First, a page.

While I’m still investing in defining the API discovery space, and I’m seeing some improvements from other API service and tooling providers when it comes to finding, sharing, indexing, and publishing API definitions, I honestly don’t think in the end API discovery will ever be a top-level concern. While API design, deployment, management, and even testing and monitoring have floated to the top as primary discussion areas for API providers, and consumers, the area of API discovery never has quite become a priority. There is always lots of talk about API discovery, mostly about what is broken, rarely about what is needed to fix, with regular waves of directories, marketplaces, and search solutions emerging to attempting to fix the problem, but always falling short.
As I watch more mainstream businesses on-board with the world of APIs, and banks, healthcare, insurance, automobile, and other staple industries work to find their way forward, I’m thinking that the mainstreamification of APIs will surpass API discovery. Meaning that people will be looking for companies who do the thing that they want, and that API is just assumed. Every business will need to have an API, just like every business is assumed to have an website. Sure there will be search engines, directories, and marketplaces to help us find what we are looking for, but when we just won’t always be looking for APIs, we will be looking for solutions. The presence of an API be will be assumed, and if it doesn’t exist we will move on looking for other companies, organizations, institutions, and agencies who do what we need.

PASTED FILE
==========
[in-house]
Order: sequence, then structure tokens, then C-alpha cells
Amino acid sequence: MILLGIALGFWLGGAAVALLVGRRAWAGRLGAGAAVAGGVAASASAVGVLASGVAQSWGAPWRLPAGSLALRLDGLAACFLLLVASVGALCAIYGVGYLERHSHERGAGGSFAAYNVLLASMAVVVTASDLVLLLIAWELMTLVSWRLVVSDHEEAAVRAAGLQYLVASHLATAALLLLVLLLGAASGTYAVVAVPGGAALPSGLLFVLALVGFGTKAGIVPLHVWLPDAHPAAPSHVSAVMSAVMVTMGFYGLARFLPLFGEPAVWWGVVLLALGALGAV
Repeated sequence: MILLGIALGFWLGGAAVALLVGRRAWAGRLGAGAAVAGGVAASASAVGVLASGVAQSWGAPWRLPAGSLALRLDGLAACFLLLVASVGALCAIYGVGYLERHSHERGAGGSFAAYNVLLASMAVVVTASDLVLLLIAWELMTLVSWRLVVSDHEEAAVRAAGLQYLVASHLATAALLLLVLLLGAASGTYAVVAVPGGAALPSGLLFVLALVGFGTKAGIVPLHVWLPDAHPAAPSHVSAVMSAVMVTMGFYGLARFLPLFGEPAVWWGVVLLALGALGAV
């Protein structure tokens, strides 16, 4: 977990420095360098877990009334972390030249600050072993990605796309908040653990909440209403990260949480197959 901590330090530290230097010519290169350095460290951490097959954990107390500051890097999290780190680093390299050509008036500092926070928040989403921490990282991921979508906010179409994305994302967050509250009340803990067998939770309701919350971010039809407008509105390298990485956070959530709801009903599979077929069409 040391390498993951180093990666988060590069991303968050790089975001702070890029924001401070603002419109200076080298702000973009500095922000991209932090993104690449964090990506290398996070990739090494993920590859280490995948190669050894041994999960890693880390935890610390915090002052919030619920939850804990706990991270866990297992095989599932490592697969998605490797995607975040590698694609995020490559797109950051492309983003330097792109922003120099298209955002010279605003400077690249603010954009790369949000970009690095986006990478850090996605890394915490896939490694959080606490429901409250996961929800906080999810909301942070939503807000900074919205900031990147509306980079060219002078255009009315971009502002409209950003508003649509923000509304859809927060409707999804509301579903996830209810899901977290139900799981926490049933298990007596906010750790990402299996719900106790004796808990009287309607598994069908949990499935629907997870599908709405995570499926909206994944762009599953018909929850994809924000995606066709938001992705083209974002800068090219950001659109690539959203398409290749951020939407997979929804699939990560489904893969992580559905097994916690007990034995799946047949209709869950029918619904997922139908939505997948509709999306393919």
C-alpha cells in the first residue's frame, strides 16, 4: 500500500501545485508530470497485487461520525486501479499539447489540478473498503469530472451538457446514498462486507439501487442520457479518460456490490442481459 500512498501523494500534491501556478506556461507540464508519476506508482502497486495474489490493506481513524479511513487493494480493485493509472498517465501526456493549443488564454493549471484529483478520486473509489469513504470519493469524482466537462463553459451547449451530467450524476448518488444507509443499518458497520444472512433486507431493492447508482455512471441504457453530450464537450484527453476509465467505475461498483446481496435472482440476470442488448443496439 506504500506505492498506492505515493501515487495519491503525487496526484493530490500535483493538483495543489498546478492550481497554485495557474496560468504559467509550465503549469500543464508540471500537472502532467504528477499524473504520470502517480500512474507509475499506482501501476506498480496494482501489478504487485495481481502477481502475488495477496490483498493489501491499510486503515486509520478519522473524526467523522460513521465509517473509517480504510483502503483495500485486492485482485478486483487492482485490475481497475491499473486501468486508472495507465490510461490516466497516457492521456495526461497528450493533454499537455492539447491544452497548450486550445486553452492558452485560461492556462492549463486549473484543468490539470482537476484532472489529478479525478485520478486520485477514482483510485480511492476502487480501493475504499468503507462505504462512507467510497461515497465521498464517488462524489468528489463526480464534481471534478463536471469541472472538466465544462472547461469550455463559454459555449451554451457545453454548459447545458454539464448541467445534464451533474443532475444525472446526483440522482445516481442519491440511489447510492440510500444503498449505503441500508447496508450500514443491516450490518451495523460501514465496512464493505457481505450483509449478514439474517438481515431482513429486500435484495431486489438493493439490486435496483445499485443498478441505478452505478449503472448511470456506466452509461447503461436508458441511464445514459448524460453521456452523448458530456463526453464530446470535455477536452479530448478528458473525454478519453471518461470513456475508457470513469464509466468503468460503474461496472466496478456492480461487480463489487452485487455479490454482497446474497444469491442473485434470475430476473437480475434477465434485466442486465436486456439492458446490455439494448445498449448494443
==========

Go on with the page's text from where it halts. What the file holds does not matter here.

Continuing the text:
I feel like this is one of the reasons API discovery really became a thing. It doesn’t need to be. If you are selling products and services online you need a website, and as the web has matured, you need the same data, content, media, and algorithms available in a machine readable format so they can be distributed to other websites, used within a variety of mobile applications, and available in voice, bot, device, and other applications. This is just how things will work. Developers won’t be searching for APIs, they’ll be searching for the solution to their problem, and the API is just one of the features that have to be present for them to actually become a customer. I’ll keep working to evolve my APIs.json discovery format, and incentivize the development of client, IDE, CI/CD, and other tooling, but I think these things will always be enablers, and not ever a primary concern in the API lifecycle.